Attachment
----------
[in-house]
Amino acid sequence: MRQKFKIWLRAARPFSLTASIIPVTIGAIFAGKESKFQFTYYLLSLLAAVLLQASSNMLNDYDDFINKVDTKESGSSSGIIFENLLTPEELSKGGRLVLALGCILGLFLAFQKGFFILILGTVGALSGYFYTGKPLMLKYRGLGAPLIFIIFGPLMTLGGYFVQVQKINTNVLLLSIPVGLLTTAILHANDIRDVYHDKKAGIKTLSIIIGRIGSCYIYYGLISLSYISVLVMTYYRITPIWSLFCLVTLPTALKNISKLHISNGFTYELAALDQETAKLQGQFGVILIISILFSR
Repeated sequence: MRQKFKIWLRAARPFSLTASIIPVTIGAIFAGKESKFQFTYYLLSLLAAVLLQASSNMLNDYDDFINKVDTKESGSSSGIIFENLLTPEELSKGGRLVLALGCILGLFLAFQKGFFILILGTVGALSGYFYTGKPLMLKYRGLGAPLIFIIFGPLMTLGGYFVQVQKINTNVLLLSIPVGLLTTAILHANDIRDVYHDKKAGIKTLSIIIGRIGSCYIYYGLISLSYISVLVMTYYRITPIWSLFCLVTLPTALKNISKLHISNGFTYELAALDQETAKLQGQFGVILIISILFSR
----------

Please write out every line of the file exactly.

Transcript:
[in-house]
Amino acid sequence: MRQKFKIWLRAARPFSLTASIIPVTIGAIFAGKESKFQFTYYLLSLLAAVLLQASSNMLNDYDDFINKVDTKESGSSSGIIFENLLTPEELSKGGRLVLALGCILGLFLAFQKGFFILILGTVGALSGYFYTGKPLMLKYRGLGAPLIFIIFGPLMTLGGYFVQVQKINTNVLLLSIPVGLLTTAILHANDIRDVYHDKKAGIKTLSIIIGRIGSCYIYYGLISLSYISVLVMTYYRITPIWSLFCLVTLPTALKNISKLHISNGFTYELAALDQETAKLQGQFGVILIISILFSR
Repeated sequence: MRQKFKIWLRAARPFSLTASIIPVTIGAIFAGKESKFQFTYYLLSLLAAVLLQASSNMLNDYDDFINKVDTKESGSSSGIIFENLLTPEELSKGGRLVLALGCILGLFLAFQKGFFILILGTVGALSGYFYTGKPLMLKYRGLGAPLIFIIFGPLMTLGGYFVQVQKINTNVLLLSIPVGLLTTAILHANDIRDVYHDKKAGIKTLSIIIGRIGSCYIYYGLISLSYISVLVMTYYRITPIWSLFCLVTLPTALKNISKLHISNGFTYELAALDQETAKLQGQFGVILIISILFSR